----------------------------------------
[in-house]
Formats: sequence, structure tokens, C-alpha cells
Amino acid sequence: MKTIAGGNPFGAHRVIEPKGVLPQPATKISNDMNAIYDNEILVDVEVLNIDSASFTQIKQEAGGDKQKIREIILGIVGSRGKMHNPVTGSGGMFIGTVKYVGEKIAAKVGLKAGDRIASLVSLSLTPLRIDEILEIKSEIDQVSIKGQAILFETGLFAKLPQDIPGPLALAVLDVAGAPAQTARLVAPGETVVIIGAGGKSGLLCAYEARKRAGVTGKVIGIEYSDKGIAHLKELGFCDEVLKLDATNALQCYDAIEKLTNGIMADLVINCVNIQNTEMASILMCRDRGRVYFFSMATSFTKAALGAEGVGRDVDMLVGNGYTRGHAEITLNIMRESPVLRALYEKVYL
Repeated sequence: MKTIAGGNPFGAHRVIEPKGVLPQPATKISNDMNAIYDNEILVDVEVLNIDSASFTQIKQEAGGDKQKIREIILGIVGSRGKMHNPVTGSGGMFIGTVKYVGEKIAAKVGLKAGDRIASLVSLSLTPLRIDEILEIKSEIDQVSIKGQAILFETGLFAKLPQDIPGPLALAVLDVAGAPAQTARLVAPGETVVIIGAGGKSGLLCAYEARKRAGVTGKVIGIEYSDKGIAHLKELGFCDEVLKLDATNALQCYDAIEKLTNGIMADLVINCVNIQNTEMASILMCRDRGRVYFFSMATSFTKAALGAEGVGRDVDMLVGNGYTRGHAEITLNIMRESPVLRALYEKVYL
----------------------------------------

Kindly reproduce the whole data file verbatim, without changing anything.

[in-house]
Formats: sequence, structure tokens, C-alpha cells
Amino acid sequence: MKTIAGGNPFGAHRVIEPKGVLPQPATKISNDMNAIYDNEILVDVEVLNIDSASFTQIKQEAGGDKQKIREIILGIVGSRGKMHNPVTGSGGMFIGTVKYVGEKIAAKVGLKAGDRIASLVSLSLTPLRIDEILEIKSEIDQVSIKGQAILFETGLFAKLPQDIPGPLALAVLDVAGAPAQTARLVAPGETVVIIGAGGKSGLLCAYEARKRAGVTGKVIGIEYSDKGIAHLKELGFCDEVLKLDATNALQCYDAIEKLTNGIMADLVINCVNIQNTEMASILMCRDRGRVYFFSMATSFTKAALGAEGVGRDVDMLVGNGYTRGHAEITLNIMRESPVLRALYEKVYL
Repeated sequence: MKTIAGGNPFGAHRVIEPKGVLPQPATKISNDMNAIYDNEILVDVEVLNIDSASFTQIKQEAGGDKQKIREIILGIVGSRGKMHNPVTGSGGMFIGTVKYVGEKIAAKVGLKAGDRIASLVSLSLTPLRIDEILEIKSEIDQVSIKGQAILFETGLFAKLPQDIPGPLALAVLDVAGAPAQTARLVAPGETVVIIGAGGKSGLLCAYEARKRAGVTGKVIGIEYSDKGIAHLKELGFCDEVLKLDATNALQCYDAIEKLTNGIMADLVINCVNIQNTEMASILMCRDRGRVYFFSMATSFTKAALGAEGVGRDVDMLVGNGYTRGHAEITLNIMRESPVLRALYEKVYL